Audit Representation and Assistance

The Internal Revenue Service, IRS, may conduct an audit of any taxpayer’s federal income tax return. An audit simply means that the IRS will examine a return to ascertain that income and expenses have been properly reported. The audit selection process is done randomly, by computer screening or by comparing income documents, such as W-2s, to what was reported on the return. If the taxpayer disagrees with the audit findings, he or she has the right to appeal.


People can represent themselves before the IRS. Alternatively, taxpayers can hire a tax professional who is enrolled to practice before the IRS. These include certified public accountants, enrolled agents and tax attorneys. The authorization for representation should be documented using Form 2848, Power of Attorney and Declaration of Representative, or another similar legal document. In this manner, the authorized agent can represent a taxpayer’s interests in his or her absence.

Proposed Changes Resulting From Audit

If the IRS examiner proposes changes, a taxpayer may agree or disagree with the agent’s findings. If a person agrees, the taxpayer may simply sign a form confirming that agreement and immediately pay the taxes and interest owed.

If he or she cannot immediately pay, the IRS will send a bill, and interest will not continue to accrue if the taxes are paid within 10 days of the bill’s date. If the taxes owed are less than $100,000, the taxpayer has more time and can avoid additional interest if he or she pays the taxes within 21 calendar days of the billing date.

If the individual disagrees with the proposed changes, there are several options. He or she may immediately ask to speak to a supervisor if the audit took place at an IRS office. If the dispute is resolved, the case is closed. If not, a taxpayer can request a conference at the Appeals Office and attempt to resolve the disagreement through mediation. This IRS dispute-resolution process is known as “fast track mediation.”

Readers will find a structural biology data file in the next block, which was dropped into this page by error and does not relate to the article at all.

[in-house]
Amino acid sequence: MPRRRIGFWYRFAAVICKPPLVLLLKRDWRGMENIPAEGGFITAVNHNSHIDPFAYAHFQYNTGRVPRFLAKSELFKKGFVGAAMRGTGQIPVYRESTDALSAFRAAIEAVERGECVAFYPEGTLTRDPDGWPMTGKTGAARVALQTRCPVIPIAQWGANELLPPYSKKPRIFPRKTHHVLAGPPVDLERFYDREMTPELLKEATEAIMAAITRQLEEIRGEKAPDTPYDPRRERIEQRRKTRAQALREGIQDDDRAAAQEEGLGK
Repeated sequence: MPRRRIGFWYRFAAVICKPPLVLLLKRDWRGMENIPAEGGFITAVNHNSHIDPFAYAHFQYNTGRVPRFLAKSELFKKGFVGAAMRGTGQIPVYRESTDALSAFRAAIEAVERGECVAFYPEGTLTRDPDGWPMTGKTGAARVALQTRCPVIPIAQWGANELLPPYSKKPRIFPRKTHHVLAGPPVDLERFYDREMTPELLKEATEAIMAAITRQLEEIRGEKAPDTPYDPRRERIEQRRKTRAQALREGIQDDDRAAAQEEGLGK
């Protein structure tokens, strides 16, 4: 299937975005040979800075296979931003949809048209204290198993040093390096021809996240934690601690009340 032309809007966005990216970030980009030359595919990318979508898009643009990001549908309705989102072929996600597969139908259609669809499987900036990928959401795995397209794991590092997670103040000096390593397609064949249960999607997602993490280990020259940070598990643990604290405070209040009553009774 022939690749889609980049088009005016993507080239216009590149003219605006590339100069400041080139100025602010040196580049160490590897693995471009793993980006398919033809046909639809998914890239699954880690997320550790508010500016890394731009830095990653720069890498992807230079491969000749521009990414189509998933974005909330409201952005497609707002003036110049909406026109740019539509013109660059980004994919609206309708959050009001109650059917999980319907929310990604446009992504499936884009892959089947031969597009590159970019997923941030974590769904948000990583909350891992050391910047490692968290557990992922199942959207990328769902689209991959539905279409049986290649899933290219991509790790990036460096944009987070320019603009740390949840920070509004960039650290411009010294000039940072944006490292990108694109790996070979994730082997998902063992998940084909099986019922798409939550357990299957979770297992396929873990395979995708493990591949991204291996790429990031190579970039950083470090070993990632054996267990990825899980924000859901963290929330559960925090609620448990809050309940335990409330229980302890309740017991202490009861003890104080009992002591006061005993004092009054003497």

Fast Track Mediation

Audit Advice
This procedure is in place to expedite the resolution of a number of potential disputes that a taxpayer may have with the IRS. Mediations are held in a neutral location and administered by an Appeals Officer who is skilled in mediation. The mediation can occur during the conference with the manager of the audit examiner or at a later time. If a taxpayer is not satisfied with the mediation, he or she has the right to appeal.


If people still cannot resolve their differences with the IRS through mediation, or if they skipped this process, they have the option of appealing the case to the U.S. Tax Court, U.S. District Court or the U.S. Court of Federal Claims. There are specific procedures applicable to each court, and some courts may not adjudicate certain issues. If the taxpayer prevails in court, and he or she previously exhausted all IRS procedural remedies, the taxpayer may file a claim with the Appeals Office to receive administrative costs.

Payment Plan

Payment Options

If the taxpayer agrees with the examiner’s proposed changes, or otherwise does not prevail, there are several payment options for financially distressed taxpayers. Two of these options are to apply for an installment agreement or an offer in compromise.

Offer in Compromise

An offer in compromise is an agreement with the IRS to reduce a tax obligation. In order to apply, the taxpayer must have filed all tax returns and paid current-year estimated taxes if applicable. The IRS will accept an offer in compromise under specific circumstances. There must be doubt as to the correctness of the amount of taxes owed. Alternatively, the IRS may accept an offer if it is unlikely that the total tax is collectable. Finally, and this is known as “effective tax administration,” the IRS may accept an offer in compromise if full payment of the taxes would put an excessive hardship on the taxpayer. This is the case even if the tax liability is correctly determined and full collectability is probable.

Installment Agreement

If the IRS accepts an application for an installment agreement, the taxpayer will make monthly payments toward fully paying the taxes. The person must make these payments on time and pay all taxes when due in future years. For taxpayers owing $10,000 or less, pursuant to a “guaranteed-acceptance” provision, the IRS will accept an application for an installment agreement if the person meets three criteria. The taxpayer must have filed tax returns for each of the previous five years and have paid all taxes when due. Additionally, based on information provided by the taxpayer, the IRS determines that the individual is unable to pay the taxes. Lastly, the taxpayer makes a commitment to pay the taxes within three years.

In order to preserve rights, a taxpayer must frequently respond to time-sensitive IRS notices. Response-deadlines and procedural complexities are best navigated by those most familiar with IRS protocol and that of the courts. It is advisable to have a tax professional represent a taxpayer’s interest during an examination and any subsequent appeal. While nobody looks forward to being audited, it is possible that the determination will be in the taxpayer’s favor resulting in a refund.

Reviewed by: Brian Winter, CPA